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COAG Health Council announces new policy directions


Matt Woodley


22/01/2020 4:09:00 PM

The directions are designed to provide clarity on what AHPRA and the National Boards must analyse when considering action against a practitioner.

Concerned doctor sitting in front of her computer.
COAG has emphasised public protection is the paramount consideration for any potential action against a health practitioner.

The directions reinforce that consultation with patient safety and healthcare consumer bodies is required for any new or revised registration standards, codes or guidelines, while emphasising that public protection is the paramount consideration for any potential regulatory action against a health practitioner.
 
Australian Health Practitioner Regulation Agency (AHPRA) Chief Executive Martin Fletcher welcomed the directions. He said the new guidelines clearly articulate what National Boards and AHPRA need to take into account when administering the National Registration and Accreditation Scheme.
 
‘As the national regulators, it is AHPRA and the National Boards’ responsibility to protect the public and prevent harm,’ Mr Fletcher said.
 
‘We are pleased that most health practitioners practise safely and well. In 2018–19, around 98% of all registered practitioners did not have any concerns reported about their conduct, health or performance.
 
‘However, these directions provide a clear mandate for National Boards to consider, in those cases where the public may be at risk, the potential impact of a practitioner’s conduct on the public, including vulnerable people community, when determining whether to take regulatory action.’
 
The first policy direction details the considerations that National Boards and AHPRA must give to the public, including vulnerable people in the community, when determining whether to take regulatory action about a health practitioner.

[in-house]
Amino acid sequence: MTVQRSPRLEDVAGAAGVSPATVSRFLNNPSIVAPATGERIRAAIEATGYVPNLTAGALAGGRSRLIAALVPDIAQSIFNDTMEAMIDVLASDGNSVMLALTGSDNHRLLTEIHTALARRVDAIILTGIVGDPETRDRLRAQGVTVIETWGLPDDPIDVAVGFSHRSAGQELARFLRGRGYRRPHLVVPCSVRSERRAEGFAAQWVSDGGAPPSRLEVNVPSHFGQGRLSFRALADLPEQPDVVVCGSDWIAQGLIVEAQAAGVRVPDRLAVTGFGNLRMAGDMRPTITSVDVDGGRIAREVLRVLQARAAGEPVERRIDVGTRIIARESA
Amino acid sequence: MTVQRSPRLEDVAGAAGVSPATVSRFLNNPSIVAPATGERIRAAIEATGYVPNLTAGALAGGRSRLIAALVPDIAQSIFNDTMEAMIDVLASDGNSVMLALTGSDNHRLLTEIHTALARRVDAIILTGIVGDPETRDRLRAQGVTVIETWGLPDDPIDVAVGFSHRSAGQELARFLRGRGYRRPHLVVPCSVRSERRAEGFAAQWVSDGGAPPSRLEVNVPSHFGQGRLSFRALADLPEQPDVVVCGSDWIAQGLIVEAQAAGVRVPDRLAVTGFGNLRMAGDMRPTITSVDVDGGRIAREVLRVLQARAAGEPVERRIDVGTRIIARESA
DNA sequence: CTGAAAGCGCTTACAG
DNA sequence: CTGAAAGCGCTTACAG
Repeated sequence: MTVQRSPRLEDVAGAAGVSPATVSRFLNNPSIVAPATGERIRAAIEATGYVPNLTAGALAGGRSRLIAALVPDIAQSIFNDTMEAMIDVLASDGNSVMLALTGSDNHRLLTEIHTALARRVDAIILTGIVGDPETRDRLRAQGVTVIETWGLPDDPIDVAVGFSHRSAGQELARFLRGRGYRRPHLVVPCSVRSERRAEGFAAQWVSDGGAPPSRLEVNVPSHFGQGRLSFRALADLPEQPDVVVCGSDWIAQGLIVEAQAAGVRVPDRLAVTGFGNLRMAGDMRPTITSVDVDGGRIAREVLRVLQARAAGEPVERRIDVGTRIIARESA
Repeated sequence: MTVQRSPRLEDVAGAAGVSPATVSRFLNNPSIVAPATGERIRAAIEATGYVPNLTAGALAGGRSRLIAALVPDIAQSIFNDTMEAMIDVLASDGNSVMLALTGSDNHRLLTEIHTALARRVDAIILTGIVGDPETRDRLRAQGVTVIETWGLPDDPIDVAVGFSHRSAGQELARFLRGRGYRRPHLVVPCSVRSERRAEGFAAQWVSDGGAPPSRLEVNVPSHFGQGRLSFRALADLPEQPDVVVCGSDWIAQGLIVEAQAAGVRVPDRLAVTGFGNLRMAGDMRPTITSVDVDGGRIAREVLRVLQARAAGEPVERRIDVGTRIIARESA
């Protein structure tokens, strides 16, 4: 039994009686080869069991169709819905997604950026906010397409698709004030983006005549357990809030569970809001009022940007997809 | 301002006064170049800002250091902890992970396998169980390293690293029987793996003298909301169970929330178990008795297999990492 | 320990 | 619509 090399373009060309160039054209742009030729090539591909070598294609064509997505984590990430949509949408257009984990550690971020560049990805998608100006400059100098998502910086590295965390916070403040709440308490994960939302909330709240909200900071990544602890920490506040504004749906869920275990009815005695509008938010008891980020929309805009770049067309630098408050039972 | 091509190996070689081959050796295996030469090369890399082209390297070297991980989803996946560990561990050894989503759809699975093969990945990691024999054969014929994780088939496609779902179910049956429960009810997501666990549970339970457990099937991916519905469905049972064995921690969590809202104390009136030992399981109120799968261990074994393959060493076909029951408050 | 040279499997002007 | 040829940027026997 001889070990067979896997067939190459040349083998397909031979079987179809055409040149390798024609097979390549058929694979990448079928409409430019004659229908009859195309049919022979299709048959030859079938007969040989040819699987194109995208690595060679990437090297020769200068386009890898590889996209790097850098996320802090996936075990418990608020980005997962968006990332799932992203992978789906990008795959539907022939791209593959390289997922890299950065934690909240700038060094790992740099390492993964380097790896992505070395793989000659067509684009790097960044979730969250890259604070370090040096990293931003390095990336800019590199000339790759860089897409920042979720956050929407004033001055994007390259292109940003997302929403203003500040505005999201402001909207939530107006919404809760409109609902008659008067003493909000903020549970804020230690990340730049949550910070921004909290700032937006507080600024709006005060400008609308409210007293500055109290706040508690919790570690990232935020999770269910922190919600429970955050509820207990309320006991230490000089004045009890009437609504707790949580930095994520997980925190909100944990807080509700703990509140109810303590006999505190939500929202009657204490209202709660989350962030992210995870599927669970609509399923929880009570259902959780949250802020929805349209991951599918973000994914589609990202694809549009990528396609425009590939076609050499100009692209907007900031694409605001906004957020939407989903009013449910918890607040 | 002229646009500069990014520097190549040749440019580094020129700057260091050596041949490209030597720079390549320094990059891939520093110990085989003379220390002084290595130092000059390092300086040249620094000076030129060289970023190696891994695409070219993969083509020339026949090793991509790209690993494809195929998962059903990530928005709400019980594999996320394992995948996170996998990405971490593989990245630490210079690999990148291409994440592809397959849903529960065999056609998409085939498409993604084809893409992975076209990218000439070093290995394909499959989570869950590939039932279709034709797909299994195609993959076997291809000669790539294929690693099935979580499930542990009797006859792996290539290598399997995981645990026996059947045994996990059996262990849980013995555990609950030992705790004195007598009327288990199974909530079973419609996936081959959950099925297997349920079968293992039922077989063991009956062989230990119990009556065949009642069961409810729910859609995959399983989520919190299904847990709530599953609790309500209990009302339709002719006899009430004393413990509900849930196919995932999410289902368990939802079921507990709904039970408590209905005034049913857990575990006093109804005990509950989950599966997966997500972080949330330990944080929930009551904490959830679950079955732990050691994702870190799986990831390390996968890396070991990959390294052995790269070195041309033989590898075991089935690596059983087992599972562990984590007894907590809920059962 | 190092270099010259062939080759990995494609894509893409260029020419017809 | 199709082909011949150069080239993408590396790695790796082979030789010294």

It also authorises limited sharing of information to employers and state and territory health departments about serious conduct matters by a registered health practitioner.
 
The second policy direction requires National Boards to consult with patient safety and consumer bodies on registration standards, codes and guidelines when they are being developed or revised.
 
It also provides that National Boards and AHPRA must: 

  • consider the impacts of the new or revised registration standard on vulnerable members of the community and Aboriginal and Torres Strait Islander peoples
  • prepare and publish a ‘patient health and safety impact statement’ with each new or revised registration standard, code or guideline. 
‘Consultation with a broad range of stakeholders is something we regularly undertake, so we welcome this direction to ensure the perspectives, experience and expertise of patient safety organisations and consumers are considered during the development and review of standards, codes and guidelines,’ Mr Fletcher said.
 
‘We know that fairness is important to practitioners and patients alike, and this will continue to be an important focus in our processes and procedures.’
 
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AHPRA Australian Health Practitioner Regulation Agency Medical Board of Australia National Registration and Accreditation Scheme



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